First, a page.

By Hillsdale College Online Courses February 29, 2016
In a letter to his wife, John Adams envisions the sort of society which it is the duty of a statesman to procure and secure: a society in which his children can pursue the arts, and reflect upon the universal truths of the Laws of Nature and of Nature’s God, rather than engaging in politics and in war. As Larry P. Arnn explains, the true merit of statesmanship lies in protecting the articulation of these principles.
The following video is a clip from Lecture 1 of Hillsdale’s Online Course: “Great Books 101,” featuring Larry P. Arnn, president of Hillsdale College, and John J. Miller, director of the Dow Journalism Program.
Larry P. Arnn-
In [a] letter to Abigail, May the 12th, 1780, Adams describes his own life as harassed and he misses his wife and he misses his son, there's some stuff he wants her to send him [be]cause he doesn't have it and he needs it. He doesn't speak French, which is the language of diplomacy at that time so he doesn't have anybody to talk to. And he walks around and he looks at things and he goes in several of the palaces and the palaces are all a kind of microcosm of the point that we have to make today because each one of these palaces…(some of them still stand in Paris, some of them don't), they are tremendous achievements and they're built out of two things. One is some powerful person won some great victory in politics and the other is that powerful person had the taste or the good fortune to hire some great architect to design these things and make them beautiful. And both of those things were necessary to produce these great things that Adams walks around and looks at.
And he says…to his wife, he writes, “I could fill volumes with descriptions of temples and palaces, painting, sculptures, tapestries, porcelain if I could have time. But I could not do this without neglecting my duty. The science of government, it is my duty to study more than all the other studies. The art of legislation and administration and negotiation ought to take the place, indeed to exclude…in a manner, all the other arts.” He doesn't have time to look at these great works of art, he says, writes to his wife. You can tell he regrets it. And master them because duty calls. There's a revolution and he's there to represent it and he's not done. You can tell when he says, what he says he has to spend all his spare time doing is studying, because if he doesn't study and get it right, he won't be able to serve in the urgent time in which he lives.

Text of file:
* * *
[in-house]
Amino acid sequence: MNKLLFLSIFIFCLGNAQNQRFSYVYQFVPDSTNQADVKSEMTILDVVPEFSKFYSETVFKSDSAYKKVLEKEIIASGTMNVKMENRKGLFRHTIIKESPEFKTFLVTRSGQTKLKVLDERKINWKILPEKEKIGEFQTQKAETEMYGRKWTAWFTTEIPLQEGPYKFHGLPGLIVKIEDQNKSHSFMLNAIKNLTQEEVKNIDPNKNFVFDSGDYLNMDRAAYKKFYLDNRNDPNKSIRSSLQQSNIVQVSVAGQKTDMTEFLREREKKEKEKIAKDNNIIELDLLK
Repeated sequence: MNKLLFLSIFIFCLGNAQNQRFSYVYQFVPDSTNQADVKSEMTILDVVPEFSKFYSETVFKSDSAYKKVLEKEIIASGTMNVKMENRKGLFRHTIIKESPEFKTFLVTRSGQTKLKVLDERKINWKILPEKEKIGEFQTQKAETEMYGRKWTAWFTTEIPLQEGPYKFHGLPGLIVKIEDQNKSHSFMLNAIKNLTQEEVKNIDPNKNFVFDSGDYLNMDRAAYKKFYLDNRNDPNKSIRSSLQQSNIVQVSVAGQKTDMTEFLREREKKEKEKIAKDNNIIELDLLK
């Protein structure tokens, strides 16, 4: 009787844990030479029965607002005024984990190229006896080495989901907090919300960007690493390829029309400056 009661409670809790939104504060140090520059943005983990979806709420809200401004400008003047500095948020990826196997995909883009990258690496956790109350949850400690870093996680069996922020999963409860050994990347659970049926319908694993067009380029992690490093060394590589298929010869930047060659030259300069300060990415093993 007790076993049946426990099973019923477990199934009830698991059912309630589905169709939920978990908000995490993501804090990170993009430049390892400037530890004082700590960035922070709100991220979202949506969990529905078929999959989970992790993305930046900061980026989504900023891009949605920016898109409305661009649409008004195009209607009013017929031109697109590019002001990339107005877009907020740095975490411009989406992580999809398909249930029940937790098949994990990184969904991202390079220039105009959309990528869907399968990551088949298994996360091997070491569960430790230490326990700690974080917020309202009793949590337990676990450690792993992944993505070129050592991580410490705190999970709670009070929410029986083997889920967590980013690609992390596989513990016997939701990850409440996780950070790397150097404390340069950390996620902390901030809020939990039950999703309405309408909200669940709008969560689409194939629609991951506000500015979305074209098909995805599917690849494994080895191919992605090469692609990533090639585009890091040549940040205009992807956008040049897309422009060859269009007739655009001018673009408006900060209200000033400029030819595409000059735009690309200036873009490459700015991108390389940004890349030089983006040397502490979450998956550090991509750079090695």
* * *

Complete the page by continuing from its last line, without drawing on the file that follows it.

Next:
Then he writes this: “I must study politics and war that my sons may have liberty to study painting, poetry, mathematics and philosophy. My sons ought to study mathematics and philosophy, geography, natural history, naval architecture, navigation, commerce and agriculture in order to give their children, he means his grandsons, the right to study painting, poetry, music, architecture, statuary, tapestry and porcelain.” Can you see there's a kind of an ascent going on there? [It is] from the urgent to the final. He's [going to] make a revolution and be a statesman. But what he's going to protect is something beyond the work of the statesman. The work of the statesman is for something. In the document that Adams caused to [be] written, that something is named to be the Laws of Nature and of Nature's God and knowledge of those laws such as is available in the great poets. It is a very desirable thing, the most desirable thing.